Warren G. Harding

President Warren G. HardingTerm: March 4, 1921 – August 2, 1923
Vice President: Calvin Coolidge
Home State: Ohio
Wife: Florence Kling
Children: Marshall (stepson)

Warren G. Harding would only live to see two Christmas seasons after being elected the 29th President of the United States. President and Mrs. Harding were able to escape the stresses of Washington D.C. and their political and social obligations their first Christmas in the white house by traveling to North Carolina during the holidays.

President Harding passed away suddenly several months after celebrating what was to be his second and last Presidential Christmas in 1922. President Harding was saddened that he could not spend the holidays with his friends and family back in Ohio as he would have hoped. His wife, Florence, had collapsed from kidney failure the September prior and was still confined to a wheelchair. The President sent a gift to his sister, Abigail, a former school teacher of one of Harding’s several known mistresses. Accompanying the gift was a Presidential Christmas card of sorts, a handwritten note on White House stationery. Dated December 23, 1922, the letter read:

Dear Sister Abigail,
Enclosed find a little Christmas gift, a token of a brother’s loving regard. I shall think of you at Xmas time, and I shall have a real regret that I can not celebrate in the atmosphere of home and amid the surroundings of family and friends. My love and good wishes to you. Yours affectionately, Warren G. Harding

In addition, President Harding sent a Christmas gift of $250.00 to his mistress, his sister’s former student. His mistress purchased a diamond and sapphire bracelet with the money she received. Unfortunately, Harding’s marital indiscretions were not his only shortcomings, many of which did not come to light until after he passed away.

Warren G. Harding was the eldest of eight children born to Dr. George Tryon Harding, Sr. and Phoebe Elizabeth (Dickerson) Harding. Harding’s mother was a midwife who later obtained her medical license, and his father taught at a rural school north of Mount Gilead, Ohio. Harding was born in Blooming Grove, Morrow County, Ohio on November 2, 1865 just before the Christmas season.

Mr. Harding’s father acquired The Argus, a local weekly newspaper in Marion County, Ohio during Harding’s teen years. It was at The Argus where Harding became familiar with the newspaper and journalism industries. He continued studying the newspaper and printing trades as a college student at Ohio Central College in Iberia. Harding remained in the newspaper business after graduation. His experience with the industry would later prove very helpful in his campaign for presidency.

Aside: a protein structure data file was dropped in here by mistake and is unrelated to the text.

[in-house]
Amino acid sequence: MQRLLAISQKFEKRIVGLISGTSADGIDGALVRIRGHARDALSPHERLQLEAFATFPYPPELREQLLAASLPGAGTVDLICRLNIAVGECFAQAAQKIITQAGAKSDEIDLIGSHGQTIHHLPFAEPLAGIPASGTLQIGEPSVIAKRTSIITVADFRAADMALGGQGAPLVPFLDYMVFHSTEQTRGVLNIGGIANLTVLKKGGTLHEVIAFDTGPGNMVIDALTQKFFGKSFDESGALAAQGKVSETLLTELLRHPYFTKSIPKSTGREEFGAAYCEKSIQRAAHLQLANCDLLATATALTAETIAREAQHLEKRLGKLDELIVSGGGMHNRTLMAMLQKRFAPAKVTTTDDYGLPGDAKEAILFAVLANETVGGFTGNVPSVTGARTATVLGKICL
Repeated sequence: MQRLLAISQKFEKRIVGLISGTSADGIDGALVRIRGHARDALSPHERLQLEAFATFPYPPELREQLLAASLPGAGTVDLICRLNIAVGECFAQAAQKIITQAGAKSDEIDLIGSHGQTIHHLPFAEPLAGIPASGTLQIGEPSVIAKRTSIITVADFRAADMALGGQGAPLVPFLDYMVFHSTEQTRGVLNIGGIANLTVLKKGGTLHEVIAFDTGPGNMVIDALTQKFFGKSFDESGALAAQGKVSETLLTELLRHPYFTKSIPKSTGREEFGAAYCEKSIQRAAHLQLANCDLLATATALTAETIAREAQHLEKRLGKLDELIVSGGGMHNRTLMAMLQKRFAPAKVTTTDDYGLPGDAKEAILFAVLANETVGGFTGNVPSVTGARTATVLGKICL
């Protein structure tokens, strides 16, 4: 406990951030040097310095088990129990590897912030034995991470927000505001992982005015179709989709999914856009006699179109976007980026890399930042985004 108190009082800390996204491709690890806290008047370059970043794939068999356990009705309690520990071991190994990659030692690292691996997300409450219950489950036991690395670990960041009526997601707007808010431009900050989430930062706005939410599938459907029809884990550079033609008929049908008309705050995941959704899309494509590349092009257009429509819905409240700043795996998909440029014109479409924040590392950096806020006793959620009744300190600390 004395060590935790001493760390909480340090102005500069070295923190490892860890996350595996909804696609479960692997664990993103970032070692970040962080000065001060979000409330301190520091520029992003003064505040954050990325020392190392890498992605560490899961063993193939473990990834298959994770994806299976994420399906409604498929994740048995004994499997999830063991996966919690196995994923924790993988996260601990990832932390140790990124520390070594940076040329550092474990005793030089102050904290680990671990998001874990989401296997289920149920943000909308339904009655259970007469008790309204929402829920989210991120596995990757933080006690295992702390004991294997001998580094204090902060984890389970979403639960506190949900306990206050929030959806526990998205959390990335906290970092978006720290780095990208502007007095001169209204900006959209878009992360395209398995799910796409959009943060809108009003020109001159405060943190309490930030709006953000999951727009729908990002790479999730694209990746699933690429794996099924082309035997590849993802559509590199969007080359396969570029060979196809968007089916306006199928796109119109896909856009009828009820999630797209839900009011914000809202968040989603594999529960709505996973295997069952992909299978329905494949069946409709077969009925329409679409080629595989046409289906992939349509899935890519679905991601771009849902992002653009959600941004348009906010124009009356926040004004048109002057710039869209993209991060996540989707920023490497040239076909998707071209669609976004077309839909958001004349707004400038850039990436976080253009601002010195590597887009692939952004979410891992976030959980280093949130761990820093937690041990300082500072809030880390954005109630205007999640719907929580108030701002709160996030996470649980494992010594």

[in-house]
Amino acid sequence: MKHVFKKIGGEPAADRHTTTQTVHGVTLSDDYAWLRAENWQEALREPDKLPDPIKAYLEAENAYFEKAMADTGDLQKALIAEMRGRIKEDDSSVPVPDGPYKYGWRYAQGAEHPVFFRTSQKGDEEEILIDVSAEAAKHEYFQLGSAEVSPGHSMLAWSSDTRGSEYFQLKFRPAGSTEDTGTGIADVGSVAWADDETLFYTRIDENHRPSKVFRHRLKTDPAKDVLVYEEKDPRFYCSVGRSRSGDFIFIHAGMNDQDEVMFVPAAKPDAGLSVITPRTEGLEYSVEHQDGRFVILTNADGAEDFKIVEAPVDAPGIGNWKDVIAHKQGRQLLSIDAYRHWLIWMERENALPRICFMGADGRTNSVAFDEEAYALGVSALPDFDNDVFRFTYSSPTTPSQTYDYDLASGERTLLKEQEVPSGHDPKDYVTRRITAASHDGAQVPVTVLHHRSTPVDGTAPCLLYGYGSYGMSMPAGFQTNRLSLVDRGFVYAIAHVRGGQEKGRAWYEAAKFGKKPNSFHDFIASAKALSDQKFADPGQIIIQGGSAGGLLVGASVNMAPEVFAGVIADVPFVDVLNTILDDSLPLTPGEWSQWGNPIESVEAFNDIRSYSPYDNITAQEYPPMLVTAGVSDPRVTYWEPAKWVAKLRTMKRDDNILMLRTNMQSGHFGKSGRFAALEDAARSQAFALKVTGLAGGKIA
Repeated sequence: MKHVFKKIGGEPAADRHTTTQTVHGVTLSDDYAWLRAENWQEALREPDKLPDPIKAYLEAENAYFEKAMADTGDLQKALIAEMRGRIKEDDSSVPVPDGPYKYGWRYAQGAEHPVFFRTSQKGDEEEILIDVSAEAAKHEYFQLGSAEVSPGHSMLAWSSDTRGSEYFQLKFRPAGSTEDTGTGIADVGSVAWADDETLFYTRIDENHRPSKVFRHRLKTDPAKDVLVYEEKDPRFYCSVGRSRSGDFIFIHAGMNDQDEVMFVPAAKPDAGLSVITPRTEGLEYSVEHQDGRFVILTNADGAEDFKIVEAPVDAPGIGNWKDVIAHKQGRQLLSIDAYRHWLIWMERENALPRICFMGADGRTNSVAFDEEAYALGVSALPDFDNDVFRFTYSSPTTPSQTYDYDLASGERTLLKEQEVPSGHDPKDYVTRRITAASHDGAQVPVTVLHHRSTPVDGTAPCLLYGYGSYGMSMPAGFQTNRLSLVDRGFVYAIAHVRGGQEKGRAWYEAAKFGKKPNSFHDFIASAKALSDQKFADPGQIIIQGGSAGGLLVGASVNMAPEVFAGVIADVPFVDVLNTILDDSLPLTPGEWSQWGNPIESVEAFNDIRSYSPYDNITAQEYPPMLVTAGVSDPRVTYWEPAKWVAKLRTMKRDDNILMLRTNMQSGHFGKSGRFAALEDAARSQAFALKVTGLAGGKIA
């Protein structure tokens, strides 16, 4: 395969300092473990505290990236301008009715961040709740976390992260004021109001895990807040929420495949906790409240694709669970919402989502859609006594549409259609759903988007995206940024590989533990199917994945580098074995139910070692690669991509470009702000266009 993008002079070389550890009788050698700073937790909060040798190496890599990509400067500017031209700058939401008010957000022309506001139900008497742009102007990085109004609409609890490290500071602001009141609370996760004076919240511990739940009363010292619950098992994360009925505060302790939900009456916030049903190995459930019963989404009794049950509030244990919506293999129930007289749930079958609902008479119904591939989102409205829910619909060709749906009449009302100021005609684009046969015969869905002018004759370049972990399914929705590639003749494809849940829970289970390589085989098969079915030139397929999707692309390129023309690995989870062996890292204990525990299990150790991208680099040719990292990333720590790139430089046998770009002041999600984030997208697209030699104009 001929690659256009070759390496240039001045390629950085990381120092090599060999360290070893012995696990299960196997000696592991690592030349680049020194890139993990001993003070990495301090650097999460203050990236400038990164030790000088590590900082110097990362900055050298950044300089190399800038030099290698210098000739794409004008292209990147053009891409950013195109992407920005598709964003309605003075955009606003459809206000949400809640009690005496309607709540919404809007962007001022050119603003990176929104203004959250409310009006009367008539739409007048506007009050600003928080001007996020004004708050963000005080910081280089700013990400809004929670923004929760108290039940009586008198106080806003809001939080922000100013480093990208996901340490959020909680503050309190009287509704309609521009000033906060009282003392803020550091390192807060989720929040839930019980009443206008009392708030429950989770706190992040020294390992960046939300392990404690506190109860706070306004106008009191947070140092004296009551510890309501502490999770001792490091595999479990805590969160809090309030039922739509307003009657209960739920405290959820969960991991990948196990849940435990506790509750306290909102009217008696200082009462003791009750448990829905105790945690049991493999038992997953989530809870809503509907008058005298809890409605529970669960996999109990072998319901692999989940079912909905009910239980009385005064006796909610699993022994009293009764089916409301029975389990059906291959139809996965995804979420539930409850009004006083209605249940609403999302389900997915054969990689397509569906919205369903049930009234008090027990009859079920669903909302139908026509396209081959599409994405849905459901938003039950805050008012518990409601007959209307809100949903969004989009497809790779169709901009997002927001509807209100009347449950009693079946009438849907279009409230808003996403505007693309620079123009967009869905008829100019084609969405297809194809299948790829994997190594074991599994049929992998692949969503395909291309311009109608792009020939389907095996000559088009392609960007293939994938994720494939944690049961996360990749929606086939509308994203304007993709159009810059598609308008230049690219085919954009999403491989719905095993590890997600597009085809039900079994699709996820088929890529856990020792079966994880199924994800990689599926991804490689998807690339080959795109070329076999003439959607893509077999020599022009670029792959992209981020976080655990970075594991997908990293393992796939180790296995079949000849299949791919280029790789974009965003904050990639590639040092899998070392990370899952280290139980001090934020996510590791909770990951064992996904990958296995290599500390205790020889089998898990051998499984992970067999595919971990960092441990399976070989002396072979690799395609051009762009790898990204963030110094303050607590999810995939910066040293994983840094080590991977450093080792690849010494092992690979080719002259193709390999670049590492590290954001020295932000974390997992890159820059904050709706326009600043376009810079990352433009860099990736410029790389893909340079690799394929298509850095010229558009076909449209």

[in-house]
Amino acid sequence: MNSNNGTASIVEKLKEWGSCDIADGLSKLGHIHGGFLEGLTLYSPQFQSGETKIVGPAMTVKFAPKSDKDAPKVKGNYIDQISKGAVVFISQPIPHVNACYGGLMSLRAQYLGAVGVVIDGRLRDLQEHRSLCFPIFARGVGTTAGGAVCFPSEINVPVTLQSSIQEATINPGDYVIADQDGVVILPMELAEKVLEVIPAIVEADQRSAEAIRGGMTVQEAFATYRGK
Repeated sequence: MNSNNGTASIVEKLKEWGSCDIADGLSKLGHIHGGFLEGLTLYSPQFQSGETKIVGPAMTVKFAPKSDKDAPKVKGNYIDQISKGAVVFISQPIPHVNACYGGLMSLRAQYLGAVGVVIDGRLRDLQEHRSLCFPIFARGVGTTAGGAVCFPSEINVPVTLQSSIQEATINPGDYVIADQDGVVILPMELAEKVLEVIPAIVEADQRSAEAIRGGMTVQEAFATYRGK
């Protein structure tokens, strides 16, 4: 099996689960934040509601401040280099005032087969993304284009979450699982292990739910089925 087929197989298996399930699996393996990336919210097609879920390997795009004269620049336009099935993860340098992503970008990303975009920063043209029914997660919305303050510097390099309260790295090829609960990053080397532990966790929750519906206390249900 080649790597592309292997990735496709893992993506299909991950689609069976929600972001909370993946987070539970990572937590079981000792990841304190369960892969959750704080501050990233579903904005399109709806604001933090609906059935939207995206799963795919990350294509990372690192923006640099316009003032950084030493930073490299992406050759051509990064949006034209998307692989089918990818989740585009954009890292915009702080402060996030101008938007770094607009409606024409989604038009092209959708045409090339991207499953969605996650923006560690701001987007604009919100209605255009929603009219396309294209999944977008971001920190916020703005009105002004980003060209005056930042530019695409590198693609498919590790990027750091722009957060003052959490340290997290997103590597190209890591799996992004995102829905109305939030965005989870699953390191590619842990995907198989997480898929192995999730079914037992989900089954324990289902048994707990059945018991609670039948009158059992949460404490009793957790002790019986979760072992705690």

On July 8, 1891, Warren G. Harding married Florence Kling DeWolfe, the daughter of a known rival Harding did not have a good relationship with. Florence was five years Harding’s senior, divorced, and the mother to a young son, Marshall Eugene DeWolfe. Florence was the pursuer in the relationship between her and the reluctant Harding. Florence’s father was furious with his daughter’s decision to marry Harding and forbade his wife from attending their wedding. Eight holiday seasons without the exchange of Christmas cards would pass before his father-in-law would speak to Mr. Harding or his wife.

Warren G. Harding was not well known when he won the Republican nomination for the presidency. The Republican Party had been at a dead lock on who to select, and Harding’s friends and associates made a big push to have Harding chosen as the nominee. Many of these associates would later become part of his administration. Before receiving the nomination, he was asked if there were any embarrassing past behaviors that could be used against him during the campaign. He stated “no,” but several unpleasant issues were uncovered during and just after the presidency. President Harding was a heavy drinker during the prohibition years and suffered from depression. It was discovered he had several extramarital affairs (one of which was with a close friend of Mrs. Harding) and Harding spent several years in a sanitarium.

Among those pushing for Harding’s nomination was Charles Forbes who Harding later appointed to the Veteran’s Bureau. Mr. Forbes used his assignment to embezzle taxpayer money that was intended to build veterans’ hospitals. This was discovered after Harding’s passing at which point, Forbes fled to Europe to avoid prosecution. He eventually returned the United States to serve time in prison for his crimes.

The following letter illustrates just how close President Harding was to some of the unsavory individuals he selected to serve in his cabinet prior to the election. The letter is dated December 30, 1918 and was sent in response to a Christmas card the Harding’s received from Mrs. Charles Forbes, wife of one of President Harding’s corrupt associates.